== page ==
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The Cochrane database of systematic reviews

Quadriphasic versus monophasic oral contraceptives for contraception.


PMID 22071862

Abstract

Quadriphasic oral contraceptives have been developed to reduce the adverse effects of oral contraceptives and are presented as more physiological since they mimic the natural cycle. However, suggested disadvantages of quadriphasic oral contraceptives include a possible increased risk of pill-taking errors caused by the array of different color pills, complicated directions for catching up when a pill is missed, the higher price and potential inferiority in terms of side effects. To compare the contraceptive effectiveness, bleeding pattern, minor side effects and acceptability of quadriphasic contraceptive pills versus monophasic contraceptive pills. We searched CENTRAL, MEDLINE, EMBASE, POPLINE, ClinicalTrials.gov and ICTRP for trials comparing quadriphasic pills with monophasic pills. We contacted researchers and manufacturers of quadriphasic oral contraceptives to identify additional studies. Randomized controlled trials (RCTs) comparing quadriphasic with monophasic oral contraceptives . Trials had to report on contraceptive effectiveness, bleeding patterns, minor side effects, ease of use or trial discontinuation. We excluded studies where the intervention was primarily used as a treatment for disorders or was administered for fewer than three consecutive cycles. T wo authors abstracted and entered data into RevMan. We critically appraised the methodological quality of the included trials. For continuous variables, we computed the mean difference with 95% confidence interval (CI) using the random-effects model. For dichotomous variables, we calculated the risk ratio with 95% CI using the random-effects model. We included one double-blind, double-dummy RCT comparing a quadriphasic oral contraceptive composed of dienogest and estradiol valerate with a monophasic oral contraceptive composed of levonorgestrel and ethinylestradiol. Contraceptive effectiveness, intracyclic bleeding and discontinuation due to side effects were similar for quadriphasic and monophasic pills. The number of women experiencing withdrawal bleeding was higher in the monophasic group compared to the quadriphasic group. Users of quadriphasic pills reported fewer bleeding/spotting days and fewer bleeding/spotting episodes than users of monophasic pills but the report did not specify whether the bleeding/spotting was scheduled or unscheduled. More women using quadriphasic oral contraceptives reported breast pain compared to women using monophasic oral contraceptives. The available evidence is insufficient to determine whether quadriphasic differ from monophasic oral contraceptives in contraceptive effectiveness, bleeding pattern, minor side effects and acceptability. Studies that compare quadriphasic and monophasic oral contraceptives with an identical progestogen and estrogen type are needed to determine whether the quadriphasic approach differs from the monophasic approach. Studies that compare quadriphasic pills with monophasic pills containing 30 μg ethinylestradiol are indicated to determine whether quadriphasic oral contraceptives have an advantage over the current, first choice oral contraceptive . Until then, we recommend monophasic pills containing 30 μg estrogen as the first choice for women starting oral contraceptive use.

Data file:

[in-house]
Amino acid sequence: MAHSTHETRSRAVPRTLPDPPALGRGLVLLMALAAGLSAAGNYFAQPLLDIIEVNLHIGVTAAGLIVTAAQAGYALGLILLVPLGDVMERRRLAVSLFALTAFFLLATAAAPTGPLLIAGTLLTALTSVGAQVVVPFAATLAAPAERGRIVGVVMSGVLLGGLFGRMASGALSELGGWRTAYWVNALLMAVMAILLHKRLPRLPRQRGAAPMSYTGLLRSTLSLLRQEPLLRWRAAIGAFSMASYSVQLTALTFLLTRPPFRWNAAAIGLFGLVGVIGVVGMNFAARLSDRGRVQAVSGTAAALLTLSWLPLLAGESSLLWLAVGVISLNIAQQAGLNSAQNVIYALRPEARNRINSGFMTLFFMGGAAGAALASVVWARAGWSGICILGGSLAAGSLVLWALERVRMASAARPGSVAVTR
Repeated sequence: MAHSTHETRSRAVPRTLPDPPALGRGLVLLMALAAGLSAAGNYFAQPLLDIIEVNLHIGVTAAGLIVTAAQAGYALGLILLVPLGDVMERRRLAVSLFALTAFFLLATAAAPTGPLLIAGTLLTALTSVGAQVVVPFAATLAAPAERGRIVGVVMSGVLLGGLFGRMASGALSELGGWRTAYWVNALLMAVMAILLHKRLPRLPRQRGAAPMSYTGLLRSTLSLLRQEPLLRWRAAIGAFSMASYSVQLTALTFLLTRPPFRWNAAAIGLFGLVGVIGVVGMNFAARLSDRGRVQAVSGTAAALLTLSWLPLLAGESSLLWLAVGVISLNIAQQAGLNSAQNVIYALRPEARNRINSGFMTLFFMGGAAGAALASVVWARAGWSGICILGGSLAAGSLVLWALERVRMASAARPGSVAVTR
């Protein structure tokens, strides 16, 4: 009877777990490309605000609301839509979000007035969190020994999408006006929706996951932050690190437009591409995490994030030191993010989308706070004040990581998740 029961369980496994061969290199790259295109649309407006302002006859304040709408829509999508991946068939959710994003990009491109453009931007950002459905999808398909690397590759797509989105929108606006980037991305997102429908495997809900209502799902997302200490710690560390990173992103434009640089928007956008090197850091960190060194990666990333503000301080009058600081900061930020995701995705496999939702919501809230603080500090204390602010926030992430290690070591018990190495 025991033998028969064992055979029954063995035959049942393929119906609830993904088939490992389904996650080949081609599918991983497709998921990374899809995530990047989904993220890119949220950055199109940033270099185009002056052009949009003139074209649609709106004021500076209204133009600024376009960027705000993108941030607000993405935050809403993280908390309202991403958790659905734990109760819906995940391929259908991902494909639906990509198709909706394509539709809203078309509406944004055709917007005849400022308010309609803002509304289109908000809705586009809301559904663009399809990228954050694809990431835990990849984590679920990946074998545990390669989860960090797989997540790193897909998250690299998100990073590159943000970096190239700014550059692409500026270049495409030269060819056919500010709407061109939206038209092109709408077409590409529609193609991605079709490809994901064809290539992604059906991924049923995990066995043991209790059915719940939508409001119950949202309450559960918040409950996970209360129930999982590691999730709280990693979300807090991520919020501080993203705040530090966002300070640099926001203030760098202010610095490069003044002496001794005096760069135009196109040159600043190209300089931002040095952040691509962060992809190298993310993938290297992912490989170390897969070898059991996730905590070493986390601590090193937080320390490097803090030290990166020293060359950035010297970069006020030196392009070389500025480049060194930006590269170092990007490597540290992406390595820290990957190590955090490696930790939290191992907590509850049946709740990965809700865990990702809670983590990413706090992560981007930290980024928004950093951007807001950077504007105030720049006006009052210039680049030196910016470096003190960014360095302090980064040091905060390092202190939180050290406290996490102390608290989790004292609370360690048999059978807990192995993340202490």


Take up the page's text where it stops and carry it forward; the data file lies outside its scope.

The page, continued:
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E1631
β-Estradiol 17-valerate, ≥98%
C23H32O3